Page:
To improve the viewing experience for each set of eyes, Alibaba Group’s online streaming platform, Youku, released a new color-enhancement feature for color-blind users.
Color-blind users can now switch on the color-enhancement mode for any video on the Youku app, from movies to live sports, to see a broader range of colors, with more vibrancy and detail. Available for both Android and iOS devices, the new feature offers three options in the pilot stage, each designed with red-deficient, green-deficient or blue-yellow-deficient users in mind.
The experience is similar to applying color filters to a photo, and it makes transitions without disrupting the video. But it’s more than just a filter: Youku uses an image-correction algorithm to process the images and identify the indistinguishable shades, then recalibrates them into shades that the user will be able to see — all in real-time.
VIDEO: Watching the World Cup with the new feature.
Color blindness, or color-vision deficiency, is primarily an inherited condition that limits a person’s ability to distinguish certain shades, most commonly reds and greens. A rare, and more-severe, form of color blindness sees the world in only black, white and grey. The condition affects about 320 million people globally, approximately 8% of men and 0.5% of women, according to U.K.-based charity Colour Blind Awareness. In China, the most-populous nation in the world, this translates to more than 60 million color-blind people.
“Our purpose is not to help people who have color-vision deficiencies to see the same image as ‘normally sighted’ people, but to let them see the colors they couldn’t differentiate before, a wider variety of colors in an image,” said Zhang Zihao, who heads the engineering team behind the new feature.
It took his team a month to develop the feature, going from researching basic theory — such as human visual perception, the causes of color-vision deficiency and how the condition affects the ways people see — to building algorithm models, testing and optimizing the solution.
“At the core of the technology are powerful computer graphic and image-processing algorithms and, most importantly, large-scale computation capacity to process data streams in real-time,” said Zhang.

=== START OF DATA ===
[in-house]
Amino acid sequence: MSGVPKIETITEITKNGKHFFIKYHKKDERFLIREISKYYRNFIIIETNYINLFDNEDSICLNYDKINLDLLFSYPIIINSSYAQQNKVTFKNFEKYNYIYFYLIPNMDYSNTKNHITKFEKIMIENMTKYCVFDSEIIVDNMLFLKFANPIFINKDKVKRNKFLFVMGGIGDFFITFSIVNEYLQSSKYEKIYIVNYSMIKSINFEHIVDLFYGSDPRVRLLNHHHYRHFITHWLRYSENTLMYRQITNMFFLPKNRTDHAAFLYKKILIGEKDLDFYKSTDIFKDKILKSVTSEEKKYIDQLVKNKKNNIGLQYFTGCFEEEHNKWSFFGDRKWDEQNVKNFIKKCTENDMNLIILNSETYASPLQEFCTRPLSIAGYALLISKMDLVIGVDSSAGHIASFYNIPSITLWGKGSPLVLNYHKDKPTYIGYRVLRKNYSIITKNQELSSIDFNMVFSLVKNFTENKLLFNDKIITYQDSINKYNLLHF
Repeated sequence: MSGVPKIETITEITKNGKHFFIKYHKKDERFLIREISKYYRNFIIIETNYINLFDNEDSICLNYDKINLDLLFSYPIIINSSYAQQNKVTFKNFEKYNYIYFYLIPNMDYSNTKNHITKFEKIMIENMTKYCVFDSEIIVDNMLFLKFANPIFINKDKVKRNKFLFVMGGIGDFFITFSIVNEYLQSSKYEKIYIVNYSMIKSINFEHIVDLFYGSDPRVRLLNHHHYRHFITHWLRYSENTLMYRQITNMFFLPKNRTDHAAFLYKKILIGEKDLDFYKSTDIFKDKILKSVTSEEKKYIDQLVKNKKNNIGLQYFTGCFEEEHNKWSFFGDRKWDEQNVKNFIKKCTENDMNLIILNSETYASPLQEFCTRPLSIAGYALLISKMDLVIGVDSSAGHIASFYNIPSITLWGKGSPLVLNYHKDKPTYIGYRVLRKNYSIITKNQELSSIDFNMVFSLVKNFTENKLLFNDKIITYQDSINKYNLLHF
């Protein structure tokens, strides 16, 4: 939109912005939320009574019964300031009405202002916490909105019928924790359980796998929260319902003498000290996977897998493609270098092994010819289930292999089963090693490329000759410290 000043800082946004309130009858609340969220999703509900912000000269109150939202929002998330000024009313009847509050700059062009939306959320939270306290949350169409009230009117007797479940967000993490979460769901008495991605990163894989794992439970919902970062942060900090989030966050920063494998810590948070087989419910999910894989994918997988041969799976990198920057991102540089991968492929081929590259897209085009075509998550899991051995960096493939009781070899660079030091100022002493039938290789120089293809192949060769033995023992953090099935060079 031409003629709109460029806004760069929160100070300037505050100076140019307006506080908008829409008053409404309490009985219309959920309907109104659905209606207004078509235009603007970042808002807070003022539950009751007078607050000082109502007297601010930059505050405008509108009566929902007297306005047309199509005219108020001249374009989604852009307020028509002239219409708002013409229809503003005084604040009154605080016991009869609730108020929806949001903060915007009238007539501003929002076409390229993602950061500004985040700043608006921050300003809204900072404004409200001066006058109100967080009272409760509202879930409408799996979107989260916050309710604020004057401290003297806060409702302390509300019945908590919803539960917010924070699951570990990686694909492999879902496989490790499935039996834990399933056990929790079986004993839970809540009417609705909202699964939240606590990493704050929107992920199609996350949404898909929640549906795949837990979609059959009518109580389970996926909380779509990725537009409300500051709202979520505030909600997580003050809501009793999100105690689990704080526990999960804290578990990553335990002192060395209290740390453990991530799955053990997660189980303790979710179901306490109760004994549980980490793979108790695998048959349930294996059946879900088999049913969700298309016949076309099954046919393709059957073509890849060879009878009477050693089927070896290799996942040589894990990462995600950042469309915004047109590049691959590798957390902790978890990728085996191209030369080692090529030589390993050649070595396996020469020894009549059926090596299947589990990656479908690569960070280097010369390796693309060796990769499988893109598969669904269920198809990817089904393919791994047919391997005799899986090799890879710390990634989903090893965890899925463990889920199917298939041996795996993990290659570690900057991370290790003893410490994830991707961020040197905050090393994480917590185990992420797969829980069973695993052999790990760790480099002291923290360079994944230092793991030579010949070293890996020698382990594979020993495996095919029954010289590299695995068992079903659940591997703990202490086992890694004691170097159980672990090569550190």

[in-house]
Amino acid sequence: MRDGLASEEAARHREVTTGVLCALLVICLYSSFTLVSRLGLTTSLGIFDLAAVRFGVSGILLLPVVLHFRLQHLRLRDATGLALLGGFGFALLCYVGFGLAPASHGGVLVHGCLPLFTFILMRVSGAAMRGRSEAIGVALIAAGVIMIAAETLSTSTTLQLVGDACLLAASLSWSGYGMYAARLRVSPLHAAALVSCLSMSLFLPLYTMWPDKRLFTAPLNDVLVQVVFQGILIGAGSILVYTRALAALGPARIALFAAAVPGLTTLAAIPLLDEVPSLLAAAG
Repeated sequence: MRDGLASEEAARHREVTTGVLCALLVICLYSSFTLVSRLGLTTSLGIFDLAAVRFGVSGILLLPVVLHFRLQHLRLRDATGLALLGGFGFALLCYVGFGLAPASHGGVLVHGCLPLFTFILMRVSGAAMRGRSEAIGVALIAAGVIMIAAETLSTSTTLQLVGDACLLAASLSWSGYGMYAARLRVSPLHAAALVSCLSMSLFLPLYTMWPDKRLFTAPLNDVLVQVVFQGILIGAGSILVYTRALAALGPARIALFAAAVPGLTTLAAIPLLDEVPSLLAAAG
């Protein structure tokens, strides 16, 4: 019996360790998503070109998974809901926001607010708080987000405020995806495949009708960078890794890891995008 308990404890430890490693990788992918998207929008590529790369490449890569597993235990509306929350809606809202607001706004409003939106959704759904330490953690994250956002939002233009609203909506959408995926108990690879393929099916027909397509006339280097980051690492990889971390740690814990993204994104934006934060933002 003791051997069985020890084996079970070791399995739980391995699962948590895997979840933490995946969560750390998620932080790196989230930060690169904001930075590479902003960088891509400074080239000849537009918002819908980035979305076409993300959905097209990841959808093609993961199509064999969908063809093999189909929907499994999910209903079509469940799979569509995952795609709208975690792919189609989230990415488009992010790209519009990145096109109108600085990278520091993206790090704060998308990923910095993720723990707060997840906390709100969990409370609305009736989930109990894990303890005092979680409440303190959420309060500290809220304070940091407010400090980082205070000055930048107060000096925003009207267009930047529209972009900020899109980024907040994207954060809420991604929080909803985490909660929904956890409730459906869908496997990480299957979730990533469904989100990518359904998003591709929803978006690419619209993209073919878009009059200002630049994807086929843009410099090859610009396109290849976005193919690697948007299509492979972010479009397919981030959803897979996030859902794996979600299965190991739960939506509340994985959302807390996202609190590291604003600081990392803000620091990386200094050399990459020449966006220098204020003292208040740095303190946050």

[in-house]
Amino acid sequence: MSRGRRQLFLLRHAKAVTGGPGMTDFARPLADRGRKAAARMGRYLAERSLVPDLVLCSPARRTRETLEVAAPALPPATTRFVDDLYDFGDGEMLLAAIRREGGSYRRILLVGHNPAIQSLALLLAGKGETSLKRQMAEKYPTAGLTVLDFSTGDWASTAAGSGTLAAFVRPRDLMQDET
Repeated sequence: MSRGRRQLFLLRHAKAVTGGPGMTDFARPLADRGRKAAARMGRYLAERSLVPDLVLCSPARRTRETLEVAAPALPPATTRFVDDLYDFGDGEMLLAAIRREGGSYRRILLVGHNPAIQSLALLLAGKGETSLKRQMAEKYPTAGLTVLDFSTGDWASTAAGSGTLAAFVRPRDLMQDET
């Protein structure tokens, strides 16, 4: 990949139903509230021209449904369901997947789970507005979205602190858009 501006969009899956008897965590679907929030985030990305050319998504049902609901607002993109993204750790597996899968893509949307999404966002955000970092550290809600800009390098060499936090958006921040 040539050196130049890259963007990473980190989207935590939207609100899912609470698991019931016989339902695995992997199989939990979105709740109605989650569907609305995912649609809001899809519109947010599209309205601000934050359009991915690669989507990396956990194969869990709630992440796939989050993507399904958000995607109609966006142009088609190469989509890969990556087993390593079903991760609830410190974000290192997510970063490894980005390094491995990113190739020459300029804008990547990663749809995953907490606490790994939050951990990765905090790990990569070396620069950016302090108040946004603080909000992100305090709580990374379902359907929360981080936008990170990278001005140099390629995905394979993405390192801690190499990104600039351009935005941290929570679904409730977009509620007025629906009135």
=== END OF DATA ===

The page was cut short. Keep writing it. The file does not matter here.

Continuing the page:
Youku is the latest video-streaming platform in China to introduce “color-blind mode,” joining the likes of Tencent Video and iQiyi. Meanwhile, making games more accessible for color-blind players is becoming a priority for videogame companies worldwide, such as through accessibility settings in Insomniac Game’s Spider-Man and Blizzard’s Overwatch. Technology companies are also rolling out their own solutions, such as Microsoft’s Color Binoculars app, which uses a smartphone’s camera to help the color-blind see an enhanced version of their surroundings, or Samsung‘s app, which helps recalibrate colors on TVs. Google released an extension for its Chrome browser, designed to help people customize the color display and apply that to all webpages.
This isn’t the first time Alibaba has introduced inclusive technology.
Last October, to improve the shopping experience for blind and partially sighted users, online marketplace Taobao added an artificial intelligence-driven feature that reads text written on images. Previously, users would have used screen-reading software that simply announced “image” as it scanned the page. The effort was driven by the company’s “Barrier-Free Lab,” which started with a handful of employees in 2011 and has since grown to hundreds of volunteers across the company.
DAMO Academy, the e-commerce giant’s $15 billion global research program, is also seeking to improve the smartphone experience for this demographic. Set to launch later this year, a new product called “Smart Touch” allows users to attach a thin film with textured touchscreen buttons to their phone screens, creating an intelligent interface that gives users shortcuts to destinations within apps.